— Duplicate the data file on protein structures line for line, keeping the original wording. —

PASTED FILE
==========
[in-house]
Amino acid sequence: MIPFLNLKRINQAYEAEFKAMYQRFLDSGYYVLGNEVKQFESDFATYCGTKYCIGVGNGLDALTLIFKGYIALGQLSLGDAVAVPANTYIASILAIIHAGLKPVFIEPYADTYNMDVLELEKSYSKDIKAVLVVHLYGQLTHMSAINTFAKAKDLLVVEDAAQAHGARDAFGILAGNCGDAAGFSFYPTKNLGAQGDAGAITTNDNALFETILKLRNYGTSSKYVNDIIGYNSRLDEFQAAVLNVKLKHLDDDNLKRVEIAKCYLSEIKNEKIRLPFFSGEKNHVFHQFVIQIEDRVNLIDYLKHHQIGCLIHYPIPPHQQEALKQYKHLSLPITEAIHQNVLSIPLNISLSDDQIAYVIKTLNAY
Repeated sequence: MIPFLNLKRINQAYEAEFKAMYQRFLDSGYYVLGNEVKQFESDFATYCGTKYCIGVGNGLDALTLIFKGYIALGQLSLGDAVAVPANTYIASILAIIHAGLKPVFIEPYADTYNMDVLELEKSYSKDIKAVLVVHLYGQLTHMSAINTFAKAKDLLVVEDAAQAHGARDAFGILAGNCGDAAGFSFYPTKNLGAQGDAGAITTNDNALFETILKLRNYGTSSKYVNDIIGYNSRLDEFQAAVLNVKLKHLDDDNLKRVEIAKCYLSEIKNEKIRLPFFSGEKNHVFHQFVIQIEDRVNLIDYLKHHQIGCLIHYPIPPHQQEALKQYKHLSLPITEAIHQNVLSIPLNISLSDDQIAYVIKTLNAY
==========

[in-house]
Amino acid sequence: MIPFLNLKRINQAYEAEFKAMYQRFLDSGYYVLGNEVKQFESDFATYCGTKYCIGVGNGLDALTLIFKGYIALGQLSLGDAVAVPANTYIASILAIIHAGLKPVFIEPYADTYNMDVLELEKSYSKDIKAVLVVHLYGQLTHMSAINTFAKAKDLLVVEDAAQAHGARDAFGILAGNCGDAAGFSFYPTKNLGAQGDAGAITTNDNALFETILKLRNYGTSSKYVNDIIGYNSRLDEFQAAVLNVKLKHLDDDNLKRVEIAKCYLSEIKNEKIRLPFFSGEKNHVFHQFVIQIEDRVNLIDYLKHHQIGCLIHYPIPPHQQEALKQYKHLSLPITEAIHQNVLSIPLNISLSDDQIAYVIKTLNAY
Repeated sequence: MIPFLNLKRINQAYEAEFKAMYQRFLDSGYYVLGNEVKQFESDFATYCGTKYCIGVGNGLDALTLIFKGYIALGQLSLGDAVAVPANTYIASILAIIHAGLKPVFIEPYADTYNMDVLELEKSYSKDIKAVLVVHLYGQLTHMSAINTFAKAKDLLVVEDAAQAHGARDAFGILAGNCGDAAGFSFYPTKNLGAQGDAGAITTNDNALFETILKLRNYGTSSKYVNDIIGYNSRLDEFQAAVLNVKLKHLDDDNLKRVEIAKCYLSEIKNEKIRLPFFSGEKNHVFHQFVIQIEDRVNLIDYLKHHQIGCLIHYPIPPHQQEALKQYKHLSLPITEAIHQNVLSIPLNISLSDDQIAYVIKTLNAY